UJ and suspended 'arsonists' at loggerheads

2016-09-15 20:02
(Lizeka Tandwa, News24)

(Lizeka Tandwa, News24)

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Johannesburg - Despite it saying it has met students' demands, the University of Johannesburg (UJ) continues to be at loggerheads with some of the students it suspended following an arson attack at the institution.

On May 16 an arson attack saw the university's Sanlam Auditorium go up in flames, destroying more than 1 000 seats, as well as computer labs housing equipment used to conduct career assessment and guidance for students and prospective students. The damage was estimated at R100m.

The university suspended 17 students for their alleged involvement, blocking their access to the campus pending the outcome of disciplinary hearings.

The university said that it has since amended its decision following an application by five of the students to the Johannesburg High Court seeking urgent relief permitting them free and unimpeded access to the University and all of its campuses, accommodations and facilities.

The judge eventually ruled that the students be granted the relief sought.

According to UJ spokesperson, Herman Esterhuizen, some confusion arose after this.

Guilt cannot be assumed

"To clarify, by granting relief, it appears the judge... understood that the relief being sought was access to the university. While in fact the relief being sought by the five suspended students was a postponement of the University's disciplinary hearings."

In light of this confusion, the University has applied to appeal the decision. The effect of such a notice of appeal is to suspend the operation of any court order until the outcome of the appeal.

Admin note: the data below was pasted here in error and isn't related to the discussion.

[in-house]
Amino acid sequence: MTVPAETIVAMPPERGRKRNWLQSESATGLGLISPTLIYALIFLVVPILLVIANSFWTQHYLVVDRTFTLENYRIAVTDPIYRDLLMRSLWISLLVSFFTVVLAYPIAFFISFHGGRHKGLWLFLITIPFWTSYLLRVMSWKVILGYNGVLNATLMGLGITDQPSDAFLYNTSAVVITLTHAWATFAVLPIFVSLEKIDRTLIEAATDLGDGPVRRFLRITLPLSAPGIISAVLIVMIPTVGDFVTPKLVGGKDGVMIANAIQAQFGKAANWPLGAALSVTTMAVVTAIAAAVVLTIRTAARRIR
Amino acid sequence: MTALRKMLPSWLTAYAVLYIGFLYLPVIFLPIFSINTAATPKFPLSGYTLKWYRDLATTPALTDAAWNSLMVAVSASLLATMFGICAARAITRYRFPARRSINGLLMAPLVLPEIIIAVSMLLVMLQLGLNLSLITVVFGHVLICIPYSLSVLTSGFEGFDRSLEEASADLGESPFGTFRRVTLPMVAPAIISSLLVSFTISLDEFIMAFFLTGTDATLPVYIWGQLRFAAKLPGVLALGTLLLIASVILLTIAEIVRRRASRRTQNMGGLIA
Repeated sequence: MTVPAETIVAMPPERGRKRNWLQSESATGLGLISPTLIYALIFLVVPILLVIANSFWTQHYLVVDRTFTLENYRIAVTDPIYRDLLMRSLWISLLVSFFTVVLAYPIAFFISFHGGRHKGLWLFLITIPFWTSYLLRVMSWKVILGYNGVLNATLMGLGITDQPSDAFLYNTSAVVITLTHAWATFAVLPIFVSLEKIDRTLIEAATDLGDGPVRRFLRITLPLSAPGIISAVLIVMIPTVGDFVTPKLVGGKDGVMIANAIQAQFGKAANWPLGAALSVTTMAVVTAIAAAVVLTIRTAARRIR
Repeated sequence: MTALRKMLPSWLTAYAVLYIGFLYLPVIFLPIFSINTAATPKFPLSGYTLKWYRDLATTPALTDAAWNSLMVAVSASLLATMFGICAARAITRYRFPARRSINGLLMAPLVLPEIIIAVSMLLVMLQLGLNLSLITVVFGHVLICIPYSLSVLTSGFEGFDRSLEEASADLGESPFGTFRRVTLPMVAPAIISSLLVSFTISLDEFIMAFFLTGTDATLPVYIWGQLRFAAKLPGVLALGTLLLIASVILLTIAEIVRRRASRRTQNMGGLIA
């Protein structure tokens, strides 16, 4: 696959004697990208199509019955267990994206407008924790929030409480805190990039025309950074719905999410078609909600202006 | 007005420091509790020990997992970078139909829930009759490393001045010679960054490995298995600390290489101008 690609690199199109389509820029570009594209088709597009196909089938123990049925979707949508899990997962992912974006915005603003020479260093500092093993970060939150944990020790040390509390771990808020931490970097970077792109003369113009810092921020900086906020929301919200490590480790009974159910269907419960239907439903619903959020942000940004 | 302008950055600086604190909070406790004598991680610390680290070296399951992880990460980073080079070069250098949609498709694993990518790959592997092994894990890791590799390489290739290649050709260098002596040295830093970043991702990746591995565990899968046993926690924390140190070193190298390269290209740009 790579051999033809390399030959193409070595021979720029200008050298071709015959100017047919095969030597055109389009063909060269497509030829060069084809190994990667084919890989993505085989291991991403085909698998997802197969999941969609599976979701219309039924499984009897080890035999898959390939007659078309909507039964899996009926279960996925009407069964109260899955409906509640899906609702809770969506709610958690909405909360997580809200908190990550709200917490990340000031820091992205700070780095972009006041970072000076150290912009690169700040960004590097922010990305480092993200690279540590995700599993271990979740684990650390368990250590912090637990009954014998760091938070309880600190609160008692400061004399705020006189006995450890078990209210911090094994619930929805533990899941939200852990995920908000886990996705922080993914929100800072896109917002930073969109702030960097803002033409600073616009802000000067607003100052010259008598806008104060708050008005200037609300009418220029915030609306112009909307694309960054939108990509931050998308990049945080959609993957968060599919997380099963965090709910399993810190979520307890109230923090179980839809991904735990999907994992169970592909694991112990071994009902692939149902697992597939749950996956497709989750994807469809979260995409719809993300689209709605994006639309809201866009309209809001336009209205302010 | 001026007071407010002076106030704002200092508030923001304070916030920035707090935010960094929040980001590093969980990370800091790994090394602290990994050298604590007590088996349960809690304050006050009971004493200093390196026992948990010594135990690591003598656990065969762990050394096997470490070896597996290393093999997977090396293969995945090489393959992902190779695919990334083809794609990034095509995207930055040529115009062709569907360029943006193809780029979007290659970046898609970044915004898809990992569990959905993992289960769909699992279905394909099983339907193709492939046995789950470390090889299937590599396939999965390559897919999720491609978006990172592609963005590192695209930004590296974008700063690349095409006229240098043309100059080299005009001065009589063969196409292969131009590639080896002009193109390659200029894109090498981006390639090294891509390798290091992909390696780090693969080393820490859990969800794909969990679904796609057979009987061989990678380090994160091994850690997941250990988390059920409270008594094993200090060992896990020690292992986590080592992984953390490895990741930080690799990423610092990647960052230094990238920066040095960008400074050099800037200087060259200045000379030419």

He said the university has decided to propose a solution to the students based on the fact that it cannot be assumed that all of the suspended students are guilty.

"It is not the intention of the university to prejudice innocent persons and similarly it is not the intention of the university to place innocent students at the risk of violence and harm," the university said.

The university said it had proposed the following to students:

1. UJ agrees to postpone the disciplinary hearings to a date after the examination process for this academic year is completed;

2. UJ agrees to provide the involved students that were in university accommodation on campus their choice (subject to availability) of accommodation off campus provided by the university's accredited service providers.

3. UJ will meet with each student registered for the second semester together with their academic representative to find ways in which to accommodate and facilitate the accused's academic progress while they are suspended from access to the campus, such as for example:

3.1 providing the suspended students with copies of all lecture notes applicable to their respective classes;

3.2 providing the suspended students with recordings of all lectures applicable to their respective classes;

3.3 providing the suspended students with access to all necessary research material.

'They are lying'

It said it will ensure the affected students are not prejudiced in their ability to continue with their academic year and that it meets its obligations toward its other students and staff.

"Furthermore, this resolves the confusion in the court order and essentially grants the students precisely what they requested in their amended request for relief from the court."

However, one of the suspended students, deputy SRC president Justina Komana, said that this information had not been conveyed to students.

"They are lying. We spent the whole day in court and are back tomorrow again. The university would never make those proposals," she said.

She said the university's proposals are the very same proposals that the students gave the university, but that the university had rejected them.

"They refused us access yesterday even when the judgment was for immediate effect to be allowed on campus. Those benefits they say they gave us are a lie because they rejected them. They were our requests in the beginning of this process. All efforts to speak to them were rejected by the deputy vice chancellor."

Read more on:    uj  |  education  |  university fees

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